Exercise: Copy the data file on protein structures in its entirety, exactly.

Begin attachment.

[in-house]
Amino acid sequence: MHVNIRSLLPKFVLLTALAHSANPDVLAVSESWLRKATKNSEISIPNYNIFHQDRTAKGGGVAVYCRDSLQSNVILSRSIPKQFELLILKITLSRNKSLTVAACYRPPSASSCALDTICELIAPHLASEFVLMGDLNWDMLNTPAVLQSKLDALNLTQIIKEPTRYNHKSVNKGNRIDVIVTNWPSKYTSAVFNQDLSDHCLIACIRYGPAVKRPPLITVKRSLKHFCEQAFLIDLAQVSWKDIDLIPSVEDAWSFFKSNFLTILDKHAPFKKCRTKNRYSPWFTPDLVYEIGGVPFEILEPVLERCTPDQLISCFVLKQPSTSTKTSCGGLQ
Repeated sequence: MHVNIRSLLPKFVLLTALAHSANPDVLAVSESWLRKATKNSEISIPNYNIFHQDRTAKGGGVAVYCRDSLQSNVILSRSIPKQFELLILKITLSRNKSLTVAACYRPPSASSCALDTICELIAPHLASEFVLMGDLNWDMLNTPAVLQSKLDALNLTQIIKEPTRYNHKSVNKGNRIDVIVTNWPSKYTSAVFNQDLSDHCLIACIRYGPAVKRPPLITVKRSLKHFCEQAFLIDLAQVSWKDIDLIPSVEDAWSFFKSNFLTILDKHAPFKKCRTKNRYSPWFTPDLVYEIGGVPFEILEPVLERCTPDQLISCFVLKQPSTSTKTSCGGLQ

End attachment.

[in-house]
Amino acid sequence: MHVNIRSLLPKFVLLTALAHSANPDVLAVSESWLRKATKNSEISIPNYNIFHQDRTAKGGGVAVYCRDSLQSNVILSRSIPKQFELLILKITLSRNKSLTVAACYRPPSASSCALDTICELIAPHLASEFVLMGDLNWDMLNTPAVLQSKLDALNLTQIIKEPTRYNHKSVNKGNRIDVIVTNWPSKYTSAVFNQDLSDHCLIACIRYGPAVKRPPLITVKRSLKHFCEQAFLIDLAQVSWKDIDLIPSVEDAWSFFKSNFLTILDKHAPFKKCRTKNRYSPWFTPDLVYEIGGVPFEILEPVLERCTPDQLISCFVLKQPSTSTKTSCGGLQ
Repeated sequence: MHVNIRSLLPKFVLLTALAHSANPDVLAVSESWLRKATKNSEISIPNYNIFHQDRTAKGGGVAVYCRDSLQSNVILSRSIPKQFELLILKITLSRNKSLTVAACYRPPSASSCALDTICELIAPHLASEFVLMGDLNWDMLNTPAVLQSKLDALNLTQIIKEPTRYNHKSVNKGNRIDVIVTNWPSKYTSAVFNQDLSDHCLIACIRYGPAVKRPPLITVKRSLKHFCEQAFLIDLAQVSWKDIDLIPSVEDAWSFFKSNFLTILDKHAPFKKCRTKNRYSPWFTPDLVYEIGGVPFEILEPVLERCTPDQLISCFVLKQPSTSTKTSCGGLQ